Therefore, cybersecurity and information technology policies and processes, together with privacy policies and processes, need to align and coordinate with the overall management of data. This includes privacy impact assessments (see Australian Government Agencies Privacy Code) and embedding privacy by design and ethics by design in governance policies and data initiatives.

Australian government agencies are required to comply with the Australian Government Agencies Privacy Code, which began on 1 July 2018. As the Office of the Australian Information Commissioner states, the Code ‘symbolises thecommitment of Australian government agencies to the protection of privacy, and helps build public trust and confidence in personal information handling practices and new uses of data proposed by agencies.’

AI Data Ethics and Governance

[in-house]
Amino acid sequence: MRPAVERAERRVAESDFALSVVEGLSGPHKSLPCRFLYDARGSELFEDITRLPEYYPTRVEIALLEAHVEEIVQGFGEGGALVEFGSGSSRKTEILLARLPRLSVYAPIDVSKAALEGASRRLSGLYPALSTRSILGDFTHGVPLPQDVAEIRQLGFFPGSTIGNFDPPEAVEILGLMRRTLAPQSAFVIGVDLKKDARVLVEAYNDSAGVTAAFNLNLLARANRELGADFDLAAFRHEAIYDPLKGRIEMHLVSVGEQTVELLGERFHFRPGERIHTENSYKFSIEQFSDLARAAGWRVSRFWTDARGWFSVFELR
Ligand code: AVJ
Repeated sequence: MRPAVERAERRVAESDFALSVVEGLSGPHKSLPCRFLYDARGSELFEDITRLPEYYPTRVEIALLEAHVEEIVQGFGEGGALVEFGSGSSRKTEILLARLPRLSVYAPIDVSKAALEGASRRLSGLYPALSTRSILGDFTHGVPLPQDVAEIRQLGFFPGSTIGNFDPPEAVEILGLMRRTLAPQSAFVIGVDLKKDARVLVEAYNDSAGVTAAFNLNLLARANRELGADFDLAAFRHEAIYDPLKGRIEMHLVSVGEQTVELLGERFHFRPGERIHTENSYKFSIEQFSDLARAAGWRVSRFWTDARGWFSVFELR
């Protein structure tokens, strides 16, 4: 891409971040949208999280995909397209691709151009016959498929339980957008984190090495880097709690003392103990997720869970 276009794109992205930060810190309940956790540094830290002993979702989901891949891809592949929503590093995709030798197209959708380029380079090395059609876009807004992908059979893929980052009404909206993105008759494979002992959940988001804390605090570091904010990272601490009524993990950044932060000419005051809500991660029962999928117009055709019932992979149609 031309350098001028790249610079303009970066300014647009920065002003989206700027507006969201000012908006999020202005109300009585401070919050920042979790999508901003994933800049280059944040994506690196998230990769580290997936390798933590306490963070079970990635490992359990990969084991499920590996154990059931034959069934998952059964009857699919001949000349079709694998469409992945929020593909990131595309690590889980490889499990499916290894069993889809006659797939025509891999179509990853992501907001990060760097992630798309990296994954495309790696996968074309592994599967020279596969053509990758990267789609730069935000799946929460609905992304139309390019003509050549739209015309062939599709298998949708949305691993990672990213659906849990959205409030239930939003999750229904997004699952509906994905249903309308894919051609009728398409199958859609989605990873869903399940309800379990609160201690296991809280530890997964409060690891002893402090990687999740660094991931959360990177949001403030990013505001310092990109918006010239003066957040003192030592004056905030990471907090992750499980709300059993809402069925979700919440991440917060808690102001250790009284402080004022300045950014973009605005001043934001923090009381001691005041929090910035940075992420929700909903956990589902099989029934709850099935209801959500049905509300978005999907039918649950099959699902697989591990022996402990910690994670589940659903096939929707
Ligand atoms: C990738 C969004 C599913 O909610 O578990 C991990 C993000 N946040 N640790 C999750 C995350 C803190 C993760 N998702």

The UK Information Commissioner’s Officer report, Big data, artificial intelligence, machine learning and data protection, describes the connection between big data, artificial intelligence (AI) and machine learning as follows: ‘AI can be seen as a key to unlocking the value of big data; and machine learning is one of the technical mechanisms that underpins and facilitates AI. The combination of all three concepts can be called ‘big data analytics.’In the context of the significant value from AI and its potential for good (e.g., delivering improved services to citizens and consumers) and the risks (e.g., privacy breaches through reidentification of personal information, lack of algorithmic transparency or algorithmic bias and/or discrimination, increased cyber risks arising from the size and value of the data), there have been a number of papers and guidelines issued for ethics in AI. This includes, The Ethics Guidelines for Trustworthy Artificial Intelligence (AI), published in April 2019 and prepared by the High-Level Expert Group on Artificial Intelligence, which is an independent expert group set up by the European Commission; and Artificial Intelligence: Australia’s Ethics Framework, a discussion paper developed by Australia’s leading data innovation group, CSIRO’s Data 61, and released in April 2019 to publicize the government’s approach to AI ethics in Australia.In May 2019, the Organisation for Economic Cooperation and Development (OECD) adopted its Principles on Artificial Intelligence, the first international standards agreed by governments for the responsible stewardship of trustworthy AI. The standards include recommendations for public policy and principles to be applied to AI developments around the world. The principles ‘promote AI that is innovative and trustworthy and that respects human rights and democratic values’.